- Author: Chris M. Webb
An interesting study looking at the water requirements of common landscape plants, as told by Ventura County UCCE Staff Research Associate Maren Mochizuki.
Plants used commonly in the California landscape may have different water requirements for growth and aesthetics depending on the location in which they are grown. One indicator of the amount of water a plant needs is the local evapotranspiration (ET), which is the loss of water to the atmosphere from the surface of plants and soil (evaporation) and from plant tissues via their pores or stomata (transpiration). More information on evapotranspiration can be found at the California Irrigation Management Information System (CIMIS) website at, http://wwwcimis.water.ca.gov/cimis/infoEtoOverview.jsp.
Evapotranspiration varies considerably with the weather and location. In studies conducted by UCCE researchers across the state, (north coast, north inland, south coast, and south desert climates) nine common landscape species including agapanthus, day lily, and star jasmine are being watered based on 80%, 60%, 40% and 20% of daily local ET measurements. In the south coast region watering has ranged from weekly during the summer for the 80% ET to never for the 20% treatment.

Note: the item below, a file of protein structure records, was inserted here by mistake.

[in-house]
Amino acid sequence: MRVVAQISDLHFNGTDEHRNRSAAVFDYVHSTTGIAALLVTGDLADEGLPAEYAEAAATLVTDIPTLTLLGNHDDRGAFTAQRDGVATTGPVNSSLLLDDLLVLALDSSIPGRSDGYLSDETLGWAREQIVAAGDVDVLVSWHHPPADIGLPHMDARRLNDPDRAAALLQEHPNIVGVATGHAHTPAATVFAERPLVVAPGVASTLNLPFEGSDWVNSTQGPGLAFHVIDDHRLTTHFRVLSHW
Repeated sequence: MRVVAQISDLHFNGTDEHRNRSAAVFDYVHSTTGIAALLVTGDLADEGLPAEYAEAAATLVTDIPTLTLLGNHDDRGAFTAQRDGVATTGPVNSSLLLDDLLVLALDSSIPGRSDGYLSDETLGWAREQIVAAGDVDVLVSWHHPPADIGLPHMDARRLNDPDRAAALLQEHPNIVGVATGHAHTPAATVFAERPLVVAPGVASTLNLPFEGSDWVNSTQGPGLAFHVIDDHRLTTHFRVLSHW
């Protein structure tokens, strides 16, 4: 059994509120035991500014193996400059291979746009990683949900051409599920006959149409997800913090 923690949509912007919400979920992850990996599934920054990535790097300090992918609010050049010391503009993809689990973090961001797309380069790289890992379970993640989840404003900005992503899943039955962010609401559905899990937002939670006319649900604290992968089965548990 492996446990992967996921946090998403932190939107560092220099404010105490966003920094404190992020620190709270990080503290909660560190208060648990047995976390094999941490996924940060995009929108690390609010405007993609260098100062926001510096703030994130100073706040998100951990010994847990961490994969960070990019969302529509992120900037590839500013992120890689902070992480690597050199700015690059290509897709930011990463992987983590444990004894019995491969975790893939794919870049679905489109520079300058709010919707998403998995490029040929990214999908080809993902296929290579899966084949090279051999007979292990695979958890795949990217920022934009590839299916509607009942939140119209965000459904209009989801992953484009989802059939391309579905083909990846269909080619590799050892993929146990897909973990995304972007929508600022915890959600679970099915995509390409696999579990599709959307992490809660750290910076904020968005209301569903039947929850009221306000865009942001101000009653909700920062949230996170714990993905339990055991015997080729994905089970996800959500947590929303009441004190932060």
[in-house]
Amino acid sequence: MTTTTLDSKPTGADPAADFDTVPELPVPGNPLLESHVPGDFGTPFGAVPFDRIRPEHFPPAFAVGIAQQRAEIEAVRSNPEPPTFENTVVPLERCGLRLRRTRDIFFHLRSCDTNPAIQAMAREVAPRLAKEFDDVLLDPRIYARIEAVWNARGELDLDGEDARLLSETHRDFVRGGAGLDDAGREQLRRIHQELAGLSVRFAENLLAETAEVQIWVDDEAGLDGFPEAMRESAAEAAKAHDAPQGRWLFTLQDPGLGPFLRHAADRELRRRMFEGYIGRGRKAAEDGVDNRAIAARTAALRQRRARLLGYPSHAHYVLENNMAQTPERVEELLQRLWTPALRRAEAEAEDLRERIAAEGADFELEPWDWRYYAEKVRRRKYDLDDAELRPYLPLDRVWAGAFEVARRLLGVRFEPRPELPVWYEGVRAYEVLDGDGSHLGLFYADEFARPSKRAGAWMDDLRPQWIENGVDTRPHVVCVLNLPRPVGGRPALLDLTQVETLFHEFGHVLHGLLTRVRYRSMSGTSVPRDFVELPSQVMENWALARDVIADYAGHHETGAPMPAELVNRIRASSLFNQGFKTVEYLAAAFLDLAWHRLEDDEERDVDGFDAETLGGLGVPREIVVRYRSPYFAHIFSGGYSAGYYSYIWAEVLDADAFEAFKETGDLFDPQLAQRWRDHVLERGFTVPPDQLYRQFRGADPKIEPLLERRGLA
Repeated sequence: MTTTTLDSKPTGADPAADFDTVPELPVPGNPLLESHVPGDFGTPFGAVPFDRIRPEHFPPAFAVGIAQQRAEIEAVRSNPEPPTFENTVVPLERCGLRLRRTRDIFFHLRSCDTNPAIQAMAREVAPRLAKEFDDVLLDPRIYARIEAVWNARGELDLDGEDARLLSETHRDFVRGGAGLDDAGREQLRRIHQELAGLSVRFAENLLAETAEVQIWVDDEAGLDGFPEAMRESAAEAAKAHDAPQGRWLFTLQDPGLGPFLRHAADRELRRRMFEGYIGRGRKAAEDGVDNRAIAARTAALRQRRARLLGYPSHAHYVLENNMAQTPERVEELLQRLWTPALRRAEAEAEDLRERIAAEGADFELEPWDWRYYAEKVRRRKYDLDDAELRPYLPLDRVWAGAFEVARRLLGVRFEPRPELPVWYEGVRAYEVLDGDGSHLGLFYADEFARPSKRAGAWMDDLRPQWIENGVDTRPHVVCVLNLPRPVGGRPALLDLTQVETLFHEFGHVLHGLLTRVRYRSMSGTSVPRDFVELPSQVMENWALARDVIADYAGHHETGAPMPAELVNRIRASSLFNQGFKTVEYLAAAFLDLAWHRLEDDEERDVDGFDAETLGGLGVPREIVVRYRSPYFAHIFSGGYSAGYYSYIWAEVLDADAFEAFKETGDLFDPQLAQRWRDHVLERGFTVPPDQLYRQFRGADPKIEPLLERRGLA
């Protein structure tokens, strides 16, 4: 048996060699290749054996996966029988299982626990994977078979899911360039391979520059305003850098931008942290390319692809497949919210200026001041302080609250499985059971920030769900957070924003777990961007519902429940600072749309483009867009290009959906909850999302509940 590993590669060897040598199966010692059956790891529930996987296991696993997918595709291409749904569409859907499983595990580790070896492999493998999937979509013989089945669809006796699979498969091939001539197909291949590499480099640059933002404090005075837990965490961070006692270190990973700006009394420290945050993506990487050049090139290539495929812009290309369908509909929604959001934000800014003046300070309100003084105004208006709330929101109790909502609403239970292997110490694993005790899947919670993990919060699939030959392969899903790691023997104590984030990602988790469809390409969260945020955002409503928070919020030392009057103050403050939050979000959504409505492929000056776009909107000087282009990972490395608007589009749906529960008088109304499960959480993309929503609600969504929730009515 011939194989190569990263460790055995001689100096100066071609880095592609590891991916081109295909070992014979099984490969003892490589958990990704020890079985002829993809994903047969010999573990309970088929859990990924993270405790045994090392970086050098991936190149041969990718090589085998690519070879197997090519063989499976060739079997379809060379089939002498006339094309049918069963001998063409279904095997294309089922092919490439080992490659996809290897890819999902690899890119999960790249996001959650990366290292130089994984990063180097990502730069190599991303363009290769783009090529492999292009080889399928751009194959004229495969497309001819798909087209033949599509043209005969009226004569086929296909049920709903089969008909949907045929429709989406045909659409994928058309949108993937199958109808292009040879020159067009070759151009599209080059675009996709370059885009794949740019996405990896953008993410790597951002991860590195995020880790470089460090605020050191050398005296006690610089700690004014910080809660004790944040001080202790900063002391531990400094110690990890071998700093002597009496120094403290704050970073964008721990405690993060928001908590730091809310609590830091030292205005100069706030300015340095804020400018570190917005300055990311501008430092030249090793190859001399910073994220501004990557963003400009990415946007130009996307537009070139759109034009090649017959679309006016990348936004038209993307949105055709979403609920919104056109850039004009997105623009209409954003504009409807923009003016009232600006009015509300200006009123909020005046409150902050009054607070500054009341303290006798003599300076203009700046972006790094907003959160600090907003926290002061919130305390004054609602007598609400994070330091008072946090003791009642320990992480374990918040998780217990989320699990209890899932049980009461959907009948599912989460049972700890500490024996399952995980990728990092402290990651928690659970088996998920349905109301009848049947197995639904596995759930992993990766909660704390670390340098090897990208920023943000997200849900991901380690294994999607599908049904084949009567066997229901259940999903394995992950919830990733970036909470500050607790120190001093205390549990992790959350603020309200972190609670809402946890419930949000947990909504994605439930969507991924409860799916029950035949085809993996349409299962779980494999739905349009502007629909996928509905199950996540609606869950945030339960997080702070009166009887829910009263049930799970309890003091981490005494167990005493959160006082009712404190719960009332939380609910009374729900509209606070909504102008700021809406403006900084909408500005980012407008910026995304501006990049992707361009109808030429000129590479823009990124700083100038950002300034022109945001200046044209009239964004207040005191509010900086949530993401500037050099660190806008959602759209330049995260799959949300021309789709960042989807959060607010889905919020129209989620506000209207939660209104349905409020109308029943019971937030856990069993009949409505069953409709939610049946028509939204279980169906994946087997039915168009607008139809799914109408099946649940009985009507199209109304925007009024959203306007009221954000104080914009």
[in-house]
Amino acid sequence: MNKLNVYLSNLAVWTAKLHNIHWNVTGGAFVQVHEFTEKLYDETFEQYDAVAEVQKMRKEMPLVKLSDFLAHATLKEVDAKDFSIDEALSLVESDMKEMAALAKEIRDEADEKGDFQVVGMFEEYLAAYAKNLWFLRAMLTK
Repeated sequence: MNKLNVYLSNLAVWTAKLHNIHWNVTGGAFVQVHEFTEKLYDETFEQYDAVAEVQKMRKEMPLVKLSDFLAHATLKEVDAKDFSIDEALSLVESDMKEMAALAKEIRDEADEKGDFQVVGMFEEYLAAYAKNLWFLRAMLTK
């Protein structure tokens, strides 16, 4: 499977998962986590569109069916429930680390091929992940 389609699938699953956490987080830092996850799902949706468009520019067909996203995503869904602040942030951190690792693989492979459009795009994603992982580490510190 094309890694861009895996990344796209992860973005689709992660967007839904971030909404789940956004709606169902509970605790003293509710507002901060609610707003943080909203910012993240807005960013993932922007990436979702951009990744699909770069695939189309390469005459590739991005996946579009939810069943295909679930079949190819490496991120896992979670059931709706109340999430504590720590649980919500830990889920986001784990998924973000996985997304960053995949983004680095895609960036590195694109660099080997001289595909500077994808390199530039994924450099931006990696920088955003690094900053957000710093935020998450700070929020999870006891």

Here in the south coast, the project is being conducted by Jim Downer, Ventura County UCCE Farm Advisor; Don Hodel, Los Angeles County Environmental Horticulture Advisor; and Maren Mochizuki, Staff Research Associate. When starting the project they allowed the plants to establish first, watering all of them equally and now have measured clippings and rated their appearance for the past two years. They are currently analyzing the data gathered so far and will continue the study one more year. Check back soon for some preliminary results!